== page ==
Want to stir up a group of professionals? Want to see them sweat and wave their arms and cuss?
There’s one issue that will do it every time. I’m not talking about “poverty porn,” and it’s not the overhead controversy.
The big deal that really stirs people up is the odd truth that in fundraising, long messages almost always work better than short ones.
It’s not true 100% of the time, but it’s one of the most dependable truths in direct marketing — fundraising and otherwise. Want better results? Increase the length of the message.
Whenever I say this in public, a forest of hands goes up. How could that possibly be true? It must be an isolated incident! No way!
But don’t believe just me. Ask anyone with experience — especially testing experience — and they’ll confirm it. Long messages do better than short ones. Most of the time, as in about 80% of tests.
In the Moceanic Fundraisingology Lab on Facebook (an awesome private group just for Moceanic course students and coaching customers), a member recently posted this:
Director of PR just emailed me about my next letter draft (not even two full pages), she suggested it should never be longer than a page/one side. She suggested editing it down before sending it to the President.
It’s a distressingly common situation: Someone with no experience in fundraising just takes it as a given that a short message is absolutely a better bet than a long one. Why? Because their gut reaction is more trustworthy than decades of training and experience by hundreds of people our in profession?
But a longer message is a better bet almost every time. There is zero controversy about this among knowledgeable fundraisers.
There are exceptions, where a short message does better:
- A short but well-executed message will usually do better than a long but sloppily prepared message with no clear call to action. (Though most of the really amateurish fundraising out there is also short, in addition to its other problems.)
- A short message about a major disaster or
other news eventthat everyone is being exposed to frequently does very well, and I’ve seen the short version do better than a long version in thissituation.
- An organization with a very strong brand can sometimes do well with a very short message. (See example below.)
- Now and then a short message does better, and we just can’t see why. This is extremely rare, but it does happen!
Part of the problem is that we don’t know why it’s this way. In fact, it would be almost impossible to discover why a longer message works better. All we know is how people respond, not what was going on in their conscious or subconscious minds. You can’t just ask them; they don’t know the answer. (Most people, when asked, will tell you they’re confident they’d be more likely to respond to a shorter message!)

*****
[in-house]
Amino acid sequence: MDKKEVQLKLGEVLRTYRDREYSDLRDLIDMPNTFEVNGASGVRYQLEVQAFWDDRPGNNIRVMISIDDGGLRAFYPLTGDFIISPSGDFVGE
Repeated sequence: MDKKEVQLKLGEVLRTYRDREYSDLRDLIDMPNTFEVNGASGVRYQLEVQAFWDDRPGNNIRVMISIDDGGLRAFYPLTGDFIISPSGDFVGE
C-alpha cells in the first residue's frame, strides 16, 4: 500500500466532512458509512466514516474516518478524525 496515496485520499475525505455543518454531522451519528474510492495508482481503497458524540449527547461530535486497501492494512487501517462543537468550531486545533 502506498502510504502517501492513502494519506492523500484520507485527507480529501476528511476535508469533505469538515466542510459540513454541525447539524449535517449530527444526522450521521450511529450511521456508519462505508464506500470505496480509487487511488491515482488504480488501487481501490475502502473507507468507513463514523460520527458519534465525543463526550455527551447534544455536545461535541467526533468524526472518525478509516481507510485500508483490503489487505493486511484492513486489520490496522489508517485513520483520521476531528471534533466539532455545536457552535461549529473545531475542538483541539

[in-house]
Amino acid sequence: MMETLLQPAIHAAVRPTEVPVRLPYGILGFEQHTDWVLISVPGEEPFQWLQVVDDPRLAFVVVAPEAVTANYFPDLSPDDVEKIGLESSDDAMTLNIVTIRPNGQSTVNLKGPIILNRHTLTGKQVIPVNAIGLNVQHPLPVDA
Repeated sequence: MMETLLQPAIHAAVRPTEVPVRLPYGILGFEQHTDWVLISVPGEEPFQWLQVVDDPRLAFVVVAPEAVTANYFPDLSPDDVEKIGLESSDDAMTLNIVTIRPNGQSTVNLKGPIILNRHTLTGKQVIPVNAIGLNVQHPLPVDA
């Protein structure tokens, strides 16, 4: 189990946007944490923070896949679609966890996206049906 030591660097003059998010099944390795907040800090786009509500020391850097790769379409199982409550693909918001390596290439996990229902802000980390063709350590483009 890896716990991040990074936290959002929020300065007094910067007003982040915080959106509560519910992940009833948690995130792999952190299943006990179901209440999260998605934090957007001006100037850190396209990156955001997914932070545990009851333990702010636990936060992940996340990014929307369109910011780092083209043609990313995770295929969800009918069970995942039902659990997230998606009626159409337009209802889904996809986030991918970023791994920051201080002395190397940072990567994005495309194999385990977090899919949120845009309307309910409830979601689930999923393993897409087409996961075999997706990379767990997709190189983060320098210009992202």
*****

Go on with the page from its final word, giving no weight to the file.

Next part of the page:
But here are some theories that might explain the longer-is-better phenomenon:
- It’s nearly impossible to cram everything that needs to be said into a very short message. Most short messages are simply omitting critical contents.
- Most readers will read about 10% of whatever you put in front of them. When the message is long, they get what they need.
- Whether they read the whole message or not, the very fact that it is long, helps persuade some readers that it’s important.
- Most donors are older people; older people are readers; they reward you for giving them something to read.
- Most people read so inattentively
that theysimply miss the point of a short message because it appears only once!
But all of these are just theories. They may all be true or partially true. Or they could all be complete balderdash.
But this we know: You will almost certainly raise more money with a longer message than with a shorter one!
Here is an exception to the longer-is-better rule. I don’t have any inside knowledge about this pack, but I’m pretty sure it’s a champion in new donor acquisition. Because I keep getting it!
(This is just the message/reply coupon. But there isn’t really more. It comes in a small envelope. And the only other piece is the very small return envelope.)
Note that the sender, The Salvation Army, is a super-brand. An organization with top-5 recognition in the US — that is top five among all brands, not just nonprofit brands. That might explain why the short message works. It also breaks a handful of other fundraising principles that would likely sink most fundraising packs.
But unless you are with The Salvation Army … a short message is risky and less likely to accomplish your fundraising goals!
Want to learn more about what really works in direct mail? Uncover all of the amazing best practices of direct mail fundraising by taking my 7 Steps To Creating Record-Smashing Direct Mail online course. Check it out.